Iran's chief nuclear negotiator said that Iran has the right to enrich uranium, but does not insist others recognize that right, in what could be a way around one of the main sticking points between Tehran and world powers in talks this week.
Push For More Sanctions On Iran Draws Scant Support In Congress, Think Progress
A letter urging the Senate to pass further sanctions on Iran’s nuclear program failed to receive half as many supporters as a letter earlier this year calling on the Obama administration to increase diplomatic overtures towards Tehran.
Not the Time to Squeeze Iran, The New York Times
The New York Times editorial board urged, “President Obama deserves more time to work out a negotiated settlement with Iran and the other major powers. If the deals falls through, or if inspections by the United Nations unearth cheating, Congress can always impose more sanctions then. But if talks fail now, Mr. Netanyahu and the hard-line interest groups will own the failure, and the rest of us will pay the price.”
No new Iran sanctions now, Los Angeles Times
The Los Angeles Times editorial board argued that “Congress should ‘calm down’ and let the negotiations continue.”
Science and Technology Minister Yaakov Peri said that finding a two-state solution was imperative for Israel’s future and that “sooner or later,” the coalition would likely fall apart over the issue.
PA adviser doubts deal possible with Israel’s coalition, Times of Israel
Nimr Hamad, a political adviser to Abbas, said that he did not believe it was possible to reach an agreement with the current Israeli coalition of right-wing parties. However, Hamad also indicated that if the two sides did reach understandings on questions of security and territory, other thorny issues, especially the return of refugees, could be discussed after the nine-month period allotted for negotiations.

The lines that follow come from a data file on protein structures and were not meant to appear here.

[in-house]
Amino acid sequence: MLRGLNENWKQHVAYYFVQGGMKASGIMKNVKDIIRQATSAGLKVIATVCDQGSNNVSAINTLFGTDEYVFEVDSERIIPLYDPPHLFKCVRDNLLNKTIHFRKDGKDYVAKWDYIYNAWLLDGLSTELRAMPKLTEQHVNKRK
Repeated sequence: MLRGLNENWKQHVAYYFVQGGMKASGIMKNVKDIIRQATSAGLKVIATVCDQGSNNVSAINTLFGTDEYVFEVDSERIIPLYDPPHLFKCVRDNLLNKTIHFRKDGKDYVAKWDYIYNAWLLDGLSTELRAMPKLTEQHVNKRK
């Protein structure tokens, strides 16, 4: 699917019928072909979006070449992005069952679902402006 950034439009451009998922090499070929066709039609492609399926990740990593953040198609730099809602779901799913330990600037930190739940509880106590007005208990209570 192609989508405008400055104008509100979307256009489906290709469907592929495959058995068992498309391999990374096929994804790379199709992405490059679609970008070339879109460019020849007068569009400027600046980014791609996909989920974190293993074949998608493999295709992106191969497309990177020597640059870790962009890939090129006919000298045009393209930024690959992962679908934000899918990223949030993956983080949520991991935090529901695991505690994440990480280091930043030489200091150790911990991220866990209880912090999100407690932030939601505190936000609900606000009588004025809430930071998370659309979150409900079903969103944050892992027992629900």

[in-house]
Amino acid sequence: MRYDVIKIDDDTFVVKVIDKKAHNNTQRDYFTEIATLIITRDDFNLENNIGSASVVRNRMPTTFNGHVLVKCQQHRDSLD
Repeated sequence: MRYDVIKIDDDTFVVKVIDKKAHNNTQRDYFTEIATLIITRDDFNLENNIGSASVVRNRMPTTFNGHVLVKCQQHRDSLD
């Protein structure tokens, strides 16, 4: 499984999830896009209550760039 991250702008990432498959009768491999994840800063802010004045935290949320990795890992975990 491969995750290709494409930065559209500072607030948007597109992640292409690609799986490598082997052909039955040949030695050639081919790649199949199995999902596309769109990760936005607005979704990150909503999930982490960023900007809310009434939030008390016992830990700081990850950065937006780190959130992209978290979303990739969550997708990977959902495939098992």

Housing minister vows to continue building in settlements, Times of Israel
Housing Minister Uri Ariel promised to keep pushing construction plans for settlement units in the West Bank, despite world criticism.
A senior Israel Defense Forces officer warned that an incident such as last Wednesday's suspected arson attack on the home of a Palestinian family could have a potentially destructive effect on events in the West Bank. If a child had been seriously injured in the incident, it could have “raised new motivation for terror,” the officer said. When asked whether this was the brink of another intifada, the officer said it was not. While there had been a rise in dramatic incidents, he said, there had been no increase in the throwing of stones and incendiary devices, and that “the Palestinian public does not want to go back 10 years.”